wherein the optical charge pulse charges the sensor to compensate for dark current discharge in the sensor, and the sensor provides the image acquisition, and
wherein the on-time period of the optical source is longer than an on-time period of the image acquisition, and
ending of the on-time period of the optical source and the on-time period of the image acquisition occur simultaneously.
10. The method of claim 9 wherein triggering the optical source to illuminate the target includes detecting a transition that turns the optical source off, imposing a delay period that starts at the detected transition, and actuating a trigger at the end of the delay period for triggering the optical source to illuminate the target.
11. The method of claim 9 wherein the triggering the optical source to illuminate the target is provided by a first transition and the turning the optical source off is provided by a second transition.
12. The method of claim 9 further comprising providing a first control signal triggering the optical source to illuminate the target.
13. The method of claim 11 further comprising providing a first control signal that provides the first transition and the second transition.
14. The method of claim 12 further comprising providing a second control signal in response to the first control signal, the second control signal triggering the image acquisition at the end of the delay interval.
15. The method of claim 13 further comprising providing a second control signal in response to the first control signal, the second control signal triggering the image acquisition at the end of the delay interval.
Description
BACKGROUND OF THE INVENTION

Optical sources and sensors are included in a variety of optical imaging systems. In a typical optical imaging system, an optical source including one or more LEDs or other emitters illuminates a target, such as an imaging surface or navigation surface. The sensor detects reflected, scattered or transmitted light from the illuminated target. In an optical imaging system used for navigation, outputs from the sensor are processed to extract position, velocity, acceleration, or other motion parameters of the optical imaging system relative to the target. In other applications, the output from the sensor is processed to characterize features of the illuminated target.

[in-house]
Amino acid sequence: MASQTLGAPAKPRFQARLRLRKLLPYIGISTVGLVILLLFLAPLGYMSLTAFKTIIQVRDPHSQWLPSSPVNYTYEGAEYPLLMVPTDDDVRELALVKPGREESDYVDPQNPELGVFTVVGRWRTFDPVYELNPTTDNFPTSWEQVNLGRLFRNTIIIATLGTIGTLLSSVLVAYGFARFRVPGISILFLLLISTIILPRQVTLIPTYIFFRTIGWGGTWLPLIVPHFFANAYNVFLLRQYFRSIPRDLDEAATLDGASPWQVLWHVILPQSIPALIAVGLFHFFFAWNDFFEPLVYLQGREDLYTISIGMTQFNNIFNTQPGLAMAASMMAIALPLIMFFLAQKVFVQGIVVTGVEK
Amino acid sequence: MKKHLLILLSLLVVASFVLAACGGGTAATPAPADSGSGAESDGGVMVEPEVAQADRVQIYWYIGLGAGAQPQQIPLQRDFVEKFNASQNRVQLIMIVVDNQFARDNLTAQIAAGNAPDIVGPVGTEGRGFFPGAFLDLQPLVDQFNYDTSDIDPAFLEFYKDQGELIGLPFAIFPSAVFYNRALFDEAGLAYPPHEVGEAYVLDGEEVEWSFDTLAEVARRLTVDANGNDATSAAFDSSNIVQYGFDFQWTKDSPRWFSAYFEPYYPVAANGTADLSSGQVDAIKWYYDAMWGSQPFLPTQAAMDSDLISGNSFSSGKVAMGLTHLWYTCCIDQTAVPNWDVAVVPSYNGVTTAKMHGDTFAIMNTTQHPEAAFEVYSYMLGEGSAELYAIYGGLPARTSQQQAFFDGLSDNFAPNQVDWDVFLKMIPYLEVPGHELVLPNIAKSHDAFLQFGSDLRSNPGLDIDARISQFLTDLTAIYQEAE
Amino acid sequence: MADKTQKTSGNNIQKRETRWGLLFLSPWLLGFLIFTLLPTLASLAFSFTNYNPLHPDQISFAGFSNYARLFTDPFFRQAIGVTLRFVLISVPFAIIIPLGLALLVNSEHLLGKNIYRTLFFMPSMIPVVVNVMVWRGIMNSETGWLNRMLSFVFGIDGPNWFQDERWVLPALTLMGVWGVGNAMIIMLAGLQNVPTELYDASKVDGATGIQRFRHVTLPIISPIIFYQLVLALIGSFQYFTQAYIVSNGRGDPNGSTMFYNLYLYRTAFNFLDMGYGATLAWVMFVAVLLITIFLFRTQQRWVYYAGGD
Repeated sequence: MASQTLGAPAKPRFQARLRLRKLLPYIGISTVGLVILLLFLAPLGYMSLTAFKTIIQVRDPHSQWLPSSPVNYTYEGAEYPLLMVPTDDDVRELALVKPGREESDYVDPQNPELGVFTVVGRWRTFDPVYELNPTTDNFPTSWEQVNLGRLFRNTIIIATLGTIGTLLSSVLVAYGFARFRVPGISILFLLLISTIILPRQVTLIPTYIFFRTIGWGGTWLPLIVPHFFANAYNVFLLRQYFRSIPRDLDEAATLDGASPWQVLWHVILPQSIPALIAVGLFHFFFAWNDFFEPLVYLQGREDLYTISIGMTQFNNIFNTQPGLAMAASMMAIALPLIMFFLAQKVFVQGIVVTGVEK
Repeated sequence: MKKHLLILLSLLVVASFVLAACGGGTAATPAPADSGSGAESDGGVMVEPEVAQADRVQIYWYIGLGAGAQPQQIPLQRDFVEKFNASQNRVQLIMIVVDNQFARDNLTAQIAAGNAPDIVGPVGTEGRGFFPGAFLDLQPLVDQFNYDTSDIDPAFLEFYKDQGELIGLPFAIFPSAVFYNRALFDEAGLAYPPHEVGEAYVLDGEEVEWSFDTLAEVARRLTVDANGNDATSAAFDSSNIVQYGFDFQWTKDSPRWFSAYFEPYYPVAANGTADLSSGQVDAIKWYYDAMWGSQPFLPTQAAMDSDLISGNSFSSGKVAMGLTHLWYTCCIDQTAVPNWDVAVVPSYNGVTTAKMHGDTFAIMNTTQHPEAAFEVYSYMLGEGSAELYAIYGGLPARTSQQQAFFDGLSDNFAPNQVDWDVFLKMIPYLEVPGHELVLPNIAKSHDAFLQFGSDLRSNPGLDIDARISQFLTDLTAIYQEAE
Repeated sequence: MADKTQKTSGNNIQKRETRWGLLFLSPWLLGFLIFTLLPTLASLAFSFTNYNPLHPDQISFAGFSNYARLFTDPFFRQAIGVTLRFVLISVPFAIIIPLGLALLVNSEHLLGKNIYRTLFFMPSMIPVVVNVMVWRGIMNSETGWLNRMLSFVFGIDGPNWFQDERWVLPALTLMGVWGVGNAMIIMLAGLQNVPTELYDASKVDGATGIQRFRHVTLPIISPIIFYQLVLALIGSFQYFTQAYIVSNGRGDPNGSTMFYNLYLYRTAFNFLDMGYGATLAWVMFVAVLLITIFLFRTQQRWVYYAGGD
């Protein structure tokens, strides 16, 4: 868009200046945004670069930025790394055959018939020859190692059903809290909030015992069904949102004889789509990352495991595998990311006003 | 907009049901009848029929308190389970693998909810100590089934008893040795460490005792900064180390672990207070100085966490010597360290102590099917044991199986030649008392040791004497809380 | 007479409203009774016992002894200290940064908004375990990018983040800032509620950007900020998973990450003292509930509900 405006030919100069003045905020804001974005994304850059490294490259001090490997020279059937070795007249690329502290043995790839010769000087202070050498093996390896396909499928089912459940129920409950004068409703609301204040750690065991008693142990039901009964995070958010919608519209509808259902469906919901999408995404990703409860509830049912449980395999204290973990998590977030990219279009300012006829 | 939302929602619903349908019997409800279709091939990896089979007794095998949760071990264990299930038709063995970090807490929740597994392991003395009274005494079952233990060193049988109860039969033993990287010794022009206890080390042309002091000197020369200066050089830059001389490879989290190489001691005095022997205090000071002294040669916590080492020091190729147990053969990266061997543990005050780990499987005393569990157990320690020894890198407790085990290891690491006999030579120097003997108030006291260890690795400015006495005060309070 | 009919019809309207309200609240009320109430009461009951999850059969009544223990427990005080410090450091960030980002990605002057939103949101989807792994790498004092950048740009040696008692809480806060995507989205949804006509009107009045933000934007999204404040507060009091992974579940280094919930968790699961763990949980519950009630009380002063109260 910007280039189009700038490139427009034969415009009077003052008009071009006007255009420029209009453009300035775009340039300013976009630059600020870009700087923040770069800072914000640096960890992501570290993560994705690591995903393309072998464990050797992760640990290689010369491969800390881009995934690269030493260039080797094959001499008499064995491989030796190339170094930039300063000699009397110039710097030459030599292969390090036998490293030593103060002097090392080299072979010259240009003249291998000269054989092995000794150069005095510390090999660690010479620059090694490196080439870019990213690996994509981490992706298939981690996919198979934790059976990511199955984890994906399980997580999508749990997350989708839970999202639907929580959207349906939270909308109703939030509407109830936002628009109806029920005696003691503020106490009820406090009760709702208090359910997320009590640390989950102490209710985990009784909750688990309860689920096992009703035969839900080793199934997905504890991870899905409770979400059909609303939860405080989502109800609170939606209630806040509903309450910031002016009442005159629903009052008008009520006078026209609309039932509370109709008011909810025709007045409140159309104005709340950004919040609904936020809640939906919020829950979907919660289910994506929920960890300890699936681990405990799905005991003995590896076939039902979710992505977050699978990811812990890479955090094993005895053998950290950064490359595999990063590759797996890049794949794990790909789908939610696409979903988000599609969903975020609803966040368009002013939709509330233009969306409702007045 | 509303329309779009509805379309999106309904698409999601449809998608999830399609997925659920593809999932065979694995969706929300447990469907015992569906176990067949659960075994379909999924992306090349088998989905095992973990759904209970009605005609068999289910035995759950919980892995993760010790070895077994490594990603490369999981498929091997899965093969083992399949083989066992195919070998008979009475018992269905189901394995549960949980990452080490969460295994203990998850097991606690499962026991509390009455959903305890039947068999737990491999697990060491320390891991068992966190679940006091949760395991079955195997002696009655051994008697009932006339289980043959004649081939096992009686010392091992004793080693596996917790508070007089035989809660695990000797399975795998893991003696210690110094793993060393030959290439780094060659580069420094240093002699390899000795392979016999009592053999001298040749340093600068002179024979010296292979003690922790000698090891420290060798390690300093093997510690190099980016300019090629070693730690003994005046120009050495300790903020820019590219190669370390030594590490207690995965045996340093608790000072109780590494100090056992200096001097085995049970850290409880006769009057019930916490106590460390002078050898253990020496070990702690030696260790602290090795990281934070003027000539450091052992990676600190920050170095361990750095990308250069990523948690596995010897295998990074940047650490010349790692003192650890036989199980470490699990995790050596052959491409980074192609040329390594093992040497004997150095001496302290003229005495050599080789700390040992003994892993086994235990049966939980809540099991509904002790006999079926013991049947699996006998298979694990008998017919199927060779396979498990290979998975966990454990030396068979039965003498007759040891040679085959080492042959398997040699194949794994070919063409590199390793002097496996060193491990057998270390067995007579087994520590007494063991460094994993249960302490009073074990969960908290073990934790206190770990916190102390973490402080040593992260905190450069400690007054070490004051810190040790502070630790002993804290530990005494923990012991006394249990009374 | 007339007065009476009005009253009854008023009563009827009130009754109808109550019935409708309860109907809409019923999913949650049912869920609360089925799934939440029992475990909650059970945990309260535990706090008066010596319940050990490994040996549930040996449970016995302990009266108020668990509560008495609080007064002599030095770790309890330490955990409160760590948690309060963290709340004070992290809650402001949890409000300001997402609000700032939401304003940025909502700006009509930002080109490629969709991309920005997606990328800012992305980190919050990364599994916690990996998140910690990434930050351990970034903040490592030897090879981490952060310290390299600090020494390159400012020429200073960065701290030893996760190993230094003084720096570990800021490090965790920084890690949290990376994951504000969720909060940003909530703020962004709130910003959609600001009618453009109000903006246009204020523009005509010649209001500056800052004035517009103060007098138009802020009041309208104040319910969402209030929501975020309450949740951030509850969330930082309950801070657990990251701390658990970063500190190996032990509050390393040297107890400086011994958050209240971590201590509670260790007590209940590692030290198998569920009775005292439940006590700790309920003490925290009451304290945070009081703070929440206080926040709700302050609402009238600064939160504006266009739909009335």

FIG. 1 shows an exemplary control signal C for timing image acquisitions in a conventional optical imaging system (shown in FIG. 2). In this example, the optical source within the optical imaging system is turned “on” by a falling edge transition in the control signal C and turned “off” by a rising edge transition in the control signal. Image acquisitions are triggered to occur at the same falling edge transition that turns the optical source “on”.

When the optical source is “off”, the target is not illuminated and the sensor does not receive light. During this “off” time the sensor will typically discharge due to current leakage (referred to as “dark current”) inherent within the devices used to implement the sensor, which can affect the sensitivity or transfer characteristics of the sensor.

In optical imaging systems where the sensor includes one or more CMOS detectors, photodiodes or other transducers, non-uniform discharge between these devices can result in non-uniform image sensitivity or artifacts in the images acquired when the sensor initially receives light from re-illumination of the target. In optical imaging systems used for navigation, dark current discharge of the sensor can result in cursor jump upon re-illumination of the target.

One approach avoids the dark current discharge of the sensor by illuminating the target continuously, so that the sensor continuously receives light. This approach has the obvious disadvantage of high power consumption, as constant illumination of the target translates to the optical source being on continuously. In a portable optical imaging system, such as an optical mouse for a computer, this high power consumption can lead to unacceptably low battery life. Accordingly, there is a need for an alternative way to accommodate for dark current discharge in the sensor within an optical imaging system.